Weight Gain During Pregnancy: Answers to Common Questions
Getting weighed regularly is a part of being pregnant: It’s one way that doctors track the progress of you and your baby. You can expect to step on the scale at every prenatal visit. Those appointments happen about once every four weeks for the first two trimesters, then every two weeks until 36 weeks, and finally every week until you give birth.
Weight gain during pregnancy isn’t just due to the baby growing inside you, says Tara Scott, M.D., medical director at Forum Health, in Akron, Ohio. There’s also an increase in blood volume, she says—as much as 40% by your third trimester. On top of that, Scott says, in preparation for feeding your baby, your body will store fat, and your metabolism will slow down to conserve energy.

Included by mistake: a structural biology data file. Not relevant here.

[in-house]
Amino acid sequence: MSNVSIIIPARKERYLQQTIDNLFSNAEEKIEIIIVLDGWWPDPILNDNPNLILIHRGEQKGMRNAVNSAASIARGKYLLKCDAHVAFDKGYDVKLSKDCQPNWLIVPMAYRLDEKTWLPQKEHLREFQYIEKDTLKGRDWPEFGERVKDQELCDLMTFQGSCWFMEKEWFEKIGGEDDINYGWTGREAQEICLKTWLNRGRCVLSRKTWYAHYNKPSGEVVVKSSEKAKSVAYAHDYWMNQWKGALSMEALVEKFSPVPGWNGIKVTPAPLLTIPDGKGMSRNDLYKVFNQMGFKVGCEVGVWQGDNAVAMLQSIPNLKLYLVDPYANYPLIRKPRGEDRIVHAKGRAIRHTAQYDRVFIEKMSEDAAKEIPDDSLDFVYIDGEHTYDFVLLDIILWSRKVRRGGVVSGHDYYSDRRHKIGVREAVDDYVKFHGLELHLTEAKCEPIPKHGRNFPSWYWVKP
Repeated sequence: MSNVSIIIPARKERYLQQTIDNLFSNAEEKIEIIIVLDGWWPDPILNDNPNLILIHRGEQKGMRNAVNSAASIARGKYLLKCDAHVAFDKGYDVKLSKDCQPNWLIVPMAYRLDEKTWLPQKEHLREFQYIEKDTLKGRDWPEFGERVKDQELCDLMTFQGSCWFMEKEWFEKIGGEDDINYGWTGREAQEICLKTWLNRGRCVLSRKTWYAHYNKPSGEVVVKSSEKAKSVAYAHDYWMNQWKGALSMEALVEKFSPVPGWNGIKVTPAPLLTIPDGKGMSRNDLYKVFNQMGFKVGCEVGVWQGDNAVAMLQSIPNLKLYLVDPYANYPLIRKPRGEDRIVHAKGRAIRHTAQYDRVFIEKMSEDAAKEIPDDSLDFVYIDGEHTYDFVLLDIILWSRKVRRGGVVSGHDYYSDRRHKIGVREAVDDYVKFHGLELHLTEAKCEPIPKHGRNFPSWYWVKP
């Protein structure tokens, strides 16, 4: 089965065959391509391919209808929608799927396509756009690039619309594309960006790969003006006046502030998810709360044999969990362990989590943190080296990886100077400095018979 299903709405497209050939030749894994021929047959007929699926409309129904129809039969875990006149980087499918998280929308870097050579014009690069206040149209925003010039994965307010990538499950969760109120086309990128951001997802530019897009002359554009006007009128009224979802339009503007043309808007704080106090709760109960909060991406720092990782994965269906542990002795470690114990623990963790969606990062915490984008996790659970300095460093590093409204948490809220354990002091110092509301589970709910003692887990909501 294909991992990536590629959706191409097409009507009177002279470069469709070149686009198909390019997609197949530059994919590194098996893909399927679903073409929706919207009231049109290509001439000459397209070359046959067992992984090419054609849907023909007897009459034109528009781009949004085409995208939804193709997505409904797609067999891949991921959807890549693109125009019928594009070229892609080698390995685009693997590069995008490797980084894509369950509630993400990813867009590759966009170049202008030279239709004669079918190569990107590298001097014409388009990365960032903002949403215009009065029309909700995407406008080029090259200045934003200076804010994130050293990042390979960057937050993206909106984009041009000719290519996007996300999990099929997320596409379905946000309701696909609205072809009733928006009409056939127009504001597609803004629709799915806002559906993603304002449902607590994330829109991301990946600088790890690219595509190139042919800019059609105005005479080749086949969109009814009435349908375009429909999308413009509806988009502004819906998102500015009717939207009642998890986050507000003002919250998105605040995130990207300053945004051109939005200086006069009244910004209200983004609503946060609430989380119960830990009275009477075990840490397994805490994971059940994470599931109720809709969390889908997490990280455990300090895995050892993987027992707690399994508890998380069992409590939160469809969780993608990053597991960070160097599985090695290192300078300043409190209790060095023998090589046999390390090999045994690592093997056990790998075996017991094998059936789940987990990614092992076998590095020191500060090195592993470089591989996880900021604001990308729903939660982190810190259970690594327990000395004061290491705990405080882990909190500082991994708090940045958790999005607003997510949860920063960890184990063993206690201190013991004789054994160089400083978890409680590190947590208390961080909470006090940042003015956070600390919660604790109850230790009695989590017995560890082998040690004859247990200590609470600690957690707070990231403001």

How Much Weight Gain Should You Gain During Pregnancy?
During the first trimester, you may gain only 1 to 5 pounds, or no weight at all. After that, doctors recommend that you gain about 1/2 to 1 pound per week. The American College of Obstetricians and Gynecologists (ACOG) has guidelines for pregnancy weight gain based on your body mass index (BMI) before you were pregnant (calculate your BMI here). (Note: If you’re pregnant with twins or multiples, those numbers will be higher—if you want to know what your recommendation is, talk to your doctor.)
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